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Why Pranab needs to change India's subsidy regime

Last updated on: February 28, 2012 13:41 IST

Why Pranab needs to change India's subsidy regime

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Business Standard

Finance Minister Pranab Mukherjee's task in drafting this coming Budget is unenviable.

He has to balance growth-enhancing measures with a move back to fiscal sustainability.

While there are differences about details, there is a surprising degree of consensus among observers on the broad features of the approach he should take.

He will have to transform India's creaking, leaking, overreaching subsidy regime; he will have to push for more reform across sectors; and he will have to broaden the tax net and roll back the tax cuts introduced after the global financial crisis in 2008.

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Image: This file photo shows Finance Minister Pranab Mukherjee smiling as he leaves his office to present the Budget.
Photographs: Vijay Mathur/Reuters

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Yet not everybody in India Inc seems to agree to this approach.

Or that, at least, seems to be the thrust of recent statements from industry organisations.

The pre-Budget memorandum from the Confederation of Indian Industry, for example, agrees that fiscal space is limited.

Yet it goes on to demand exemptions for industry from this agenda.

CII insists that 'there is a strong need for retaining the current rates of excise and service tax to spur investment'.

Indeed, CII has argued that the exemption limits for service tax should actually be raised two and a half times.

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Why Pranab needs to change India's subsidy regime

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It is worth remembering how these taxes got to their current level.

Excise was, in February 2008, at 16 per cent.

It was cut to 14 per cent in that year's Budget, and then it was taken down by a further six percentage points in the period following the financial crisis of late 2008.

At the same time, service taxes were cut by two percentage points.

These duty cuts were justified at the time as essential stimulus measures.

But the point of stimulus, surely, is that it can be reversed -- when, in particular, fiscal space gets limited and calls for a phase-out of the stimulus measures.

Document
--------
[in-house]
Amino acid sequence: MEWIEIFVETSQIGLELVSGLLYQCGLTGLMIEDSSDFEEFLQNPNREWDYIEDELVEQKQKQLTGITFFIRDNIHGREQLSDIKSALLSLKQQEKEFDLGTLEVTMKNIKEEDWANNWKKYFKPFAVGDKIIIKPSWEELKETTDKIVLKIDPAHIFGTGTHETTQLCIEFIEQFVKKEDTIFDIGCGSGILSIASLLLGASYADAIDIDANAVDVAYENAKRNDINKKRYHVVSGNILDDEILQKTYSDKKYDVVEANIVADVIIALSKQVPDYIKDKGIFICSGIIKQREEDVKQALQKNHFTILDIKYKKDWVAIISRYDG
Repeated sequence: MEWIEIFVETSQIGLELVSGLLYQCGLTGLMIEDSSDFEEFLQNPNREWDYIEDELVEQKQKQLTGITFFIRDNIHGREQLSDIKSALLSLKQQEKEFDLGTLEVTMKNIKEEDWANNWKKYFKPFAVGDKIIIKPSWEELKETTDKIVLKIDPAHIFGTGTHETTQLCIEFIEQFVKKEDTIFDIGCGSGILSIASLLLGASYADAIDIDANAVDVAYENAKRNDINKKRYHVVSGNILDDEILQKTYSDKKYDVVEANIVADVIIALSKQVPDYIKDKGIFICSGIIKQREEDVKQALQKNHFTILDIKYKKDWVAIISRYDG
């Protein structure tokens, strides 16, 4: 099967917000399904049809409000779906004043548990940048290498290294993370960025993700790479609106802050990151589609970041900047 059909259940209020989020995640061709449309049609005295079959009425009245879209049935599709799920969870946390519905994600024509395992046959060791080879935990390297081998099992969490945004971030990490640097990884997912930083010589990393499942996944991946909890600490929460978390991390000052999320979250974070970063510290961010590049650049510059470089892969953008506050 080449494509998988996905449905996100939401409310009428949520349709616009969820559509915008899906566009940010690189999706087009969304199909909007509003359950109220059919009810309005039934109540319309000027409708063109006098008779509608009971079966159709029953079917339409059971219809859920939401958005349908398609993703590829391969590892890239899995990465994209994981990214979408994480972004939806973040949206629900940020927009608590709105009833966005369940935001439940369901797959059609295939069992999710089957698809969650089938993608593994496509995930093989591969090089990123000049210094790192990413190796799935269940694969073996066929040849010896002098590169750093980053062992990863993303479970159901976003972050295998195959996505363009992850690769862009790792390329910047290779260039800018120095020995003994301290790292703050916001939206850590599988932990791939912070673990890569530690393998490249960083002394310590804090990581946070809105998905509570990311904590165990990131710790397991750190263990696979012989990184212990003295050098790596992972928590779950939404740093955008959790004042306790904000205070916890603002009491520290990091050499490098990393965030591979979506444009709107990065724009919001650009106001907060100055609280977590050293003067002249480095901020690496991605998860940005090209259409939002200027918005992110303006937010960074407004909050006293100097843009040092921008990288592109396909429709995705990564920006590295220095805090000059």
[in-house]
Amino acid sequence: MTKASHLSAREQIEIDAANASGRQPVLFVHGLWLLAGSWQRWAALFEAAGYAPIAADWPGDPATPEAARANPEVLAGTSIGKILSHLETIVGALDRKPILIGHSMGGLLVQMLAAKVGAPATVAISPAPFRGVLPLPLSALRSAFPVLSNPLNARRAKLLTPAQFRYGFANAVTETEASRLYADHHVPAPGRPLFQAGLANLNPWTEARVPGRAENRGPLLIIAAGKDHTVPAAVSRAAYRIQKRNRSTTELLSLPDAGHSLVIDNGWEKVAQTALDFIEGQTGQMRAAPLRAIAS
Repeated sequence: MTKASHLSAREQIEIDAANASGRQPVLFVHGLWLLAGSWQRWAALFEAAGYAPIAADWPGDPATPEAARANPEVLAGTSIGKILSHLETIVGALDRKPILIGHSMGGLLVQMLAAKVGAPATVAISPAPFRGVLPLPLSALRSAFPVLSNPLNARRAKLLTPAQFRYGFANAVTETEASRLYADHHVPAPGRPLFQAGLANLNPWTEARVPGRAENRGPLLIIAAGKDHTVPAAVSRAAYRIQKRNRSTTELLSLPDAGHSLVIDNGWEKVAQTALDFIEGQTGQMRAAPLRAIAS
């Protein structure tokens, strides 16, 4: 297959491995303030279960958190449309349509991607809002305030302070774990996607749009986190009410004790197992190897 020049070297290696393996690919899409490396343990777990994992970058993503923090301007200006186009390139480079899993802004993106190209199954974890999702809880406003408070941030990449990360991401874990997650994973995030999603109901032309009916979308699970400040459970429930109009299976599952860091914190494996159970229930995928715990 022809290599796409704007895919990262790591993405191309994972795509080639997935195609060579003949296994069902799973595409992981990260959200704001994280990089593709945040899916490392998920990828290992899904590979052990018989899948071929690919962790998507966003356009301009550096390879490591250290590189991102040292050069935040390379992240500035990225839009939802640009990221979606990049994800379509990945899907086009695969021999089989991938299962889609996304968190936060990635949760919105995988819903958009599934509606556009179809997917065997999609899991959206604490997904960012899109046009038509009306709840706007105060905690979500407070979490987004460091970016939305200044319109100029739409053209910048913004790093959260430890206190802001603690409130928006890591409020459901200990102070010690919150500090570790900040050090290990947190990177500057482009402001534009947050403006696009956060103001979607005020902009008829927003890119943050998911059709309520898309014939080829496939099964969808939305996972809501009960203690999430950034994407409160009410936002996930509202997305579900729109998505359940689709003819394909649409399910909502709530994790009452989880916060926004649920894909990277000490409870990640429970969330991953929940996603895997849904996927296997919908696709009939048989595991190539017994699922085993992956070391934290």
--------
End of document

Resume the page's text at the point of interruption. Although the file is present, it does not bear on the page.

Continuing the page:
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Why Pranab needs to change India's subsidy regime

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Recommending a contraction of the tax base, and an extension of low-tax stimulus measures, is not only irrational but also irresponsible at this point.

Yet it appears that this is precisely what industry is advocating.

Even more egregiously, sections of industry have come out against taxation of diesel cars.

These cars are an embodiment of the diversion and warping of India's outdated subsidy regime.

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Why Pranab needs to change India's subsidy regime

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It is an unfortunate reflection on India's inability to phase out diesel subsidies that newer luxury diesel cars are entering the market and are poised to dominate sales in a few years.

There is a clear case for taxing them, one that industry chooses to overlook.

Pushing growth and investment is all very well, and this Budget should indeed do that -- but not through special interest-focused measures.

There are questions here both for industry organisations and for those they claim to represent.

For organisations, it is a question of their conception of themselves.

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If industry organisations are to be taken for more than just another pressure group making compromised recommendations, they will have to show that their suggestions are rational and responsible.

And industry, overall, must recognise that this is not the time to look for narrowly focused exemptions and tax breaks.

The only way industry will prosper in the medium and long term is if the Indian economy is restored to a fiscally sustainable growth path.

An exemption-filled, special interest-driven Budget will not do that.




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